Alcohol is a central nervous system depressant which means it slows your heart rate and breathing. People using alcohol often feel more relaxed, outgoing, talkative and experience improved mood and confidence. Other effects include blackouts, feeling drowsy, confused and nauseous. It can also reduce your inhibitions and affect judgement.
If used regularly and/or to excess, drinking alcohol can lead to dependency.
Alcohol can affect levels of dopamine and serotonin (brain chemicals involved in mood, appetite and sleep) and can leave you feeling anxious as the effects wear off, this can last hours or days after drinking. It can also affect your sleeping pattern and quality of sleep leaving you feel unrested, negatively impacting your mental health.
There are long term impacts of frequent use of alcohol including problems with memory or dementia and dementia, damage to the gut, heart disease, liver damage and cancer.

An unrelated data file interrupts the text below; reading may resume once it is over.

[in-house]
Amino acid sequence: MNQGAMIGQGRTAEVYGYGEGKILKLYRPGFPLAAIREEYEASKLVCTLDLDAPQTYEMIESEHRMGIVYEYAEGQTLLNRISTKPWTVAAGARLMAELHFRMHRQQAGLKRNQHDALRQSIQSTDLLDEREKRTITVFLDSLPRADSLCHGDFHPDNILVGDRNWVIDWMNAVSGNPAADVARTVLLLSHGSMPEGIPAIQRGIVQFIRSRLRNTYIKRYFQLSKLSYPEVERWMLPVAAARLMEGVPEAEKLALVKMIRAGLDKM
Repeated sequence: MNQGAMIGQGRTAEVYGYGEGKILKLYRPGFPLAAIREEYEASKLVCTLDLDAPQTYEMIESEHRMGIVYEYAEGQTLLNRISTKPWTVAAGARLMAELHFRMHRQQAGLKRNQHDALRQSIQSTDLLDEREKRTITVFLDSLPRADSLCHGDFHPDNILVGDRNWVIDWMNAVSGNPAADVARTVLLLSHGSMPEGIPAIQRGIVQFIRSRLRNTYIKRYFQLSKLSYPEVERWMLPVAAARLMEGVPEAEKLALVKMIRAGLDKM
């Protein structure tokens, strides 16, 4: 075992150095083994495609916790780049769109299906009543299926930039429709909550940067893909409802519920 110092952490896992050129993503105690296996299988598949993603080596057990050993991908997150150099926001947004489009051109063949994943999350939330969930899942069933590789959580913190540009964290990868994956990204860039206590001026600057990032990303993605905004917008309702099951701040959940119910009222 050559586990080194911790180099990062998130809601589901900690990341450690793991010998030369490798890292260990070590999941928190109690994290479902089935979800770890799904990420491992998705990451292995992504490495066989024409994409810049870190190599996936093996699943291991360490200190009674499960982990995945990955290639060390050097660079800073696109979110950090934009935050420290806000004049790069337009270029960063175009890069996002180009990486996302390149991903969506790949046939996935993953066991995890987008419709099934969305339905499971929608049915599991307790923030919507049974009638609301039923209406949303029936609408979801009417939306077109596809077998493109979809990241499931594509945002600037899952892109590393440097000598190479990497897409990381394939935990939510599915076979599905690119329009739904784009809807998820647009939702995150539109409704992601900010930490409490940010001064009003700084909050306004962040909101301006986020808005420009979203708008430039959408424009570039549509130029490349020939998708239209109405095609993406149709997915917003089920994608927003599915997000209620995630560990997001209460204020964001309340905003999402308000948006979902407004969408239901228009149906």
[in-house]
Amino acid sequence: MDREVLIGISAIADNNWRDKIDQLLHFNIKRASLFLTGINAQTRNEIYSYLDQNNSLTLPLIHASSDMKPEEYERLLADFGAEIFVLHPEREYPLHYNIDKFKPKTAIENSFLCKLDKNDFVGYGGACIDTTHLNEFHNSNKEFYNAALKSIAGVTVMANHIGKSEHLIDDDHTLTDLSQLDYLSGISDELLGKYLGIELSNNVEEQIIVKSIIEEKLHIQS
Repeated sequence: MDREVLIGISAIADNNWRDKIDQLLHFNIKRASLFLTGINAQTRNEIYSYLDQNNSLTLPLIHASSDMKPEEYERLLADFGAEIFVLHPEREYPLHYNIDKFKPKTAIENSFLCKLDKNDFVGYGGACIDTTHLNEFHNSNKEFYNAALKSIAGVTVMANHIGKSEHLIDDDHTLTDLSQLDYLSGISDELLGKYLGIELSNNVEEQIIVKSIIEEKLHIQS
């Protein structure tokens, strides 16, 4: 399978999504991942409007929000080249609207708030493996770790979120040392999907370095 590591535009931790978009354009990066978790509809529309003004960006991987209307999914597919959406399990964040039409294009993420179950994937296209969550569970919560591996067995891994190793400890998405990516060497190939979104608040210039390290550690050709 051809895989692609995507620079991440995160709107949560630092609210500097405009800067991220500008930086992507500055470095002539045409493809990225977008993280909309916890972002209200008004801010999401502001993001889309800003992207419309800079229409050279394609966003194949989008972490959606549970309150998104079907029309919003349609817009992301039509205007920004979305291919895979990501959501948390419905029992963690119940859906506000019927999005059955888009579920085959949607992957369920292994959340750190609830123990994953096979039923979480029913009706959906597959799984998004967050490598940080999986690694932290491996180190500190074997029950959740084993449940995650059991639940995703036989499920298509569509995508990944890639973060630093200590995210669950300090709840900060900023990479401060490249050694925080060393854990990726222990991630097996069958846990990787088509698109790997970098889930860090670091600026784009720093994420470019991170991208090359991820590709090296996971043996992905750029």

Below are some tips for reducing the harm from alcohol:
- If somebody is dependent on alcohol they should not stop drinking suddenly as sudden alcohol withdrawal can be fatal. Try a gradual reduction in drinking.
- Plan ahead, make sure you have enough money and options to get home safely.
- Have a meal and stay hydrated before drinking, try to drink water between alcoholic drinks to avoid dehydration, this can also reduce the negative effects the next day.
- Avoid mixing alcohol with medications and drugs as this can have dangerous effects, take time to research your medications or health conditions.
- Use a measuring cup or spirit measure to accurately dose alcohol.
- Alcohol can cause nausea and vomiting, you should sleep on your side to avoid choking on vomit in their sleep.
- Think about safe sex and consent.
- Always make sure you are sober and well rested before driving.
- Call 999 and ask for an ambulance if you see signs on an overdose: confusion, unconsciousness, severe nausea and vomiting, fitting, difficulty breathing, blue/grey tinging of knees, hands and lips, slow or erratic pulse, pale, cold and clammy skin.
Use the alcohol units & calories calculator below to find out how many units are in a particular drinks or to check how much you’re drinking.